The carefully crafted illusion that the £530m of money from central Government is being spent on farms and rural areas continues with the latest progress update on the BDUK projects.
The reality of the BDUK project is that the national aim is to get 90% of the UK able to access a superfast broadband connection in 2015, i.e. building on the commercial level of superfast coverage which is sitting at 73%. This means that if one accepts Ofcom data where 14% of UK premises are considered rural, that while some truly rural areas will benefit the majority will be semi-urban, or in other words market towns and villages.
"The transformation of broadband in rural communities has begun and the coming months will see a rapid acceleration in the number of rural businesses and homes able to access superfast speeds. Average rural internet speeds are increasing at a tremendous rate and local businesses are already starting to benefit from all that superfast speeds have to offer."Communications Minister Ed Vaizey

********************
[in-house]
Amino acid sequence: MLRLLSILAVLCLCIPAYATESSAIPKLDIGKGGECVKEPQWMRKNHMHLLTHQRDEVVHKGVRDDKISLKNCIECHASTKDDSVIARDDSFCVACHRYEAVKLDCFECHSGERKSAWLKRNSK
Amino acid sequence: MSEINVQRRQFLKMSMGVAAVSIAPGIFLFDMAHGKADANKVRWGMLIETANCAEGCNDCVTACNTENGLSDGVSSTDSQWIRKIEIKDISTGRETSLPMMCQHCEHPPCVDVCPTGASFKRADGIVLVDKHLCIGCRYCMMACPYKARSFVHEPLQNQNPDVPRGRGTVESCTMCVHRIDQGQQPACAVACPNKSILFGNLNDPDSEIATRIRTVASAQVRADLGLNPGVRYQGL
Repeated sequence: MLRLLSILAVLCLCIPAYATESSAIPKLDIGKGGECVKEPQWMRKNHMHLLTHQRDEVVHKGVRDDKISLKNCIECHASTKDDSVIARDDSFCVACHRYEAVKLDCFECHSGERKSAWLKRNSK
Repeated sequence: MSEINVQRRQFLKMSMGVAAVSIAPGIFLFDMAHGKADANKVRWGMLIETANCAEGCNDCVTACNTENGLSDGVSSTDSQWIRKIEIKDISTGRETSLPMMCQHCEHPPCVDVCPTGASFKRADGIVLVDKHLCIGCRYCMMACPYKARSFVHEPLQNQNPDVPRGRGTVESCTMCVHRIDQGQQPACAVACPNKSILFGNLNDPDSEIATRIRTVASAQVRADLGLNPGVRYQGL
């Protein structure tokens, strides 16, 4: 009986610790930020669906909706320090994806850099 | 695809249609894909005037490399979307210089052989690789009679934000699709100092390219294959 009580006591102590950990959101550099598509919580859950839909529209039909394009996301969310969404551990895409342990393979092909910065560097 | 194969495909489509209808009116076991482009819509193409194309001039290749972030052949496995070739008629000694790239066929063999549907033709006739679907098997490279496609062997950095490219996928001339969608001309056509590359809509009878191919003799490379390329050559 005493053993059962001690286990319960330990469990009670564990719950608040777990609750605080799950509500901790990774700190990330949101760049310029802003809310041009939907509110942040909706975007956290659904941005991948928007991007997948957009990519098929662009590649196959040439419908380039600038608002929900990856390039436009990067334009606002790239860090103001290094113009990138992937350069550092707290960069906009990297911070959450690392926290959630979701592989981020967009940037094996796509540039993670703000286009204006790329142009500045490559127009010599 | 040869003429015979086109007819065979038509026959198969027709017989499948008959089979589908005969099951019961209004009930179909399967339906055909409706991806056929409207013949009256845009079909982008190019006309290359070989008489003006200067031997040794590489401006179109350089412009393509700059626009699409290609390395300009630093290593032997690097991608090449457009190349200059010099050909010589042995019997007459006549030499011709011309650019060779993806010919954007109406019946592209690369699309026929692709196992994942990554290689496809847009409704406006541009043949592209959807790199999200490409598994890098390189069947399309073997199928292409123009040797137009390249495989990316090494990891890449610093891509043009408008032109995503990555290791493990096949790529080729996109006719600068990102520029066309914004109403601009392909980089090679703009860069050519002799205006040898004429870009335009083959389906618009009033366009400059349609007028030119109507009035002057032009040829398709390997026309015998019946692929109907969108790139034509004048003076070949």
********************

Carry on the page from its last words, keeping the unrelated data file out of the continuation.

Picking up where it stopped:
The fact that some 100,000 premises now have the option of access to a fibre based broadband service (hopefully at superfast speeds) was broke back in August, hence its inclusion in our Broadband factsheet, and the talk of the BDUK roll-out reaching 40,000 premises per week while encouraging still looks to be slower than the commercial roll-out.
The good news though is that unlike many procurement projects the projections are not decades over the original target which was the General Election in 2015. The magic 90% barrier is expected to be crossed by early 2016. The chart below shows what the National Audit Office projected, based on incomplete data from November 2012, with their estimate crossing the 90% line in May 2016.
The funny but slightly worrying part about the DCMS press release, is the picture of some nice Ethernet cables, which is described as a fibre optic cable. We wonder how long after pointing this out it will be before the DCMS find something more suitable (hint this is what fibre really looks like).